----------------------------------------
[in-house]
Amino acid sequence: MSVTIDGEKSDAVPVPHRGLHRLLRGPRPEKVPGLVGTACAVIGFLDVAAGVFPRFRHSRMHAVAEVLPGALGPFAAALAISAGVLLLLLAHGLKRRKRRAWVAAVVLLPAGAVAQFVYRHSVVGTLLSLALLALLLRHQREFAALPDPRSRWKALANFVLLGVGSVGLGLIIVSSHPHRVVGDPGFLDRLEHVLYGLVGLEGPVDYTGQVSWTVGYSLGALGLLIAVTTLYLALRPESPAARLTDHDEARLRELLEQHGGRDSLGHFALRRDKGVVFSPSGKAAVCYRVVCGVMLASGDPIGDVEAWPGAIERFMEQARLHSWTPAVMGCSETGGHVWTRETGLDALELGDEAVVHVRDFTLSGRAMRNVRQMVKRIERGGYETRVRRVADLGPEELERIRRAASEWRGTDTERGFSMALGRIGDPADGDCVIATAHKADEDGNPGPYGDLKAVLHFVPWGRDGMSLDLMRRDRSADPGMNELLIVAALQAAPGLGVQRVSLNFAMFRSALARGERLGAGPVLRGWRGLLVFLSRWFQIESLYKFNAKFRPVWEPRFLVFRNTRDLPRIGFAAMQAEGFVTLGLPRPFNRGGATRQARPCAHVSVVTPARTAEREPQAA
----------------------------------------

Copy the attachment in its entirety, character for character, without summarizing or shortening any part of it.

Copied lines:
[in-house]
Amino acid sequence: MSVTIDGEKSDAVPVPHRGLHRLLRGPRPEKVPGLVGTACAVIGFLDVAAGVFPRFRHSRMHAVAEVLPGALGPFAAALAISAGVLLLLLAHGLKRRKRRAWVAAVVLLPAGAVAQFVYRHSVVGTLLSLALLALLLRHQREFAALPDPRSRWKALANFVLLGVGSVGLGLIIVSSHPHRVVGDPGFLDRLEHVLYGLVGLEGPVDYTGQVSWTVGYSLGALGLLIAVTTLYLALRPESPAARLTDHDEARLRELLEQHGGRDSLGHFALRRDKGVVFSPSGKAAVCYRVVCGVMLASGDPIGDVEAWPGAIERFMEQARLHSWTPAVMGCSETGGHVWTRETGLDALELGDEAVVHVRDFTLSGRAMRNVRQMVKRIERGGYETRVRRVADLGPEELERIRRAASEWRGTDTERGFSMALGRIGDPADGDCVIATAHKADEDGNPGPYGDLKAVLHFVPWGRDGMSLDLMRRDRSADPGMNELLIVAALQAAPGLGVQRVSLNFAMFRSALARGERLGAGPVLRGWRGLLVFLSRWFQIESLYKFNAKFRPVWEPRFLVFRNTRDLPRIGFAAMQAEGFVTLGLPRPFNRGGATRQARPCAHVSVVTPARTAEREPQAA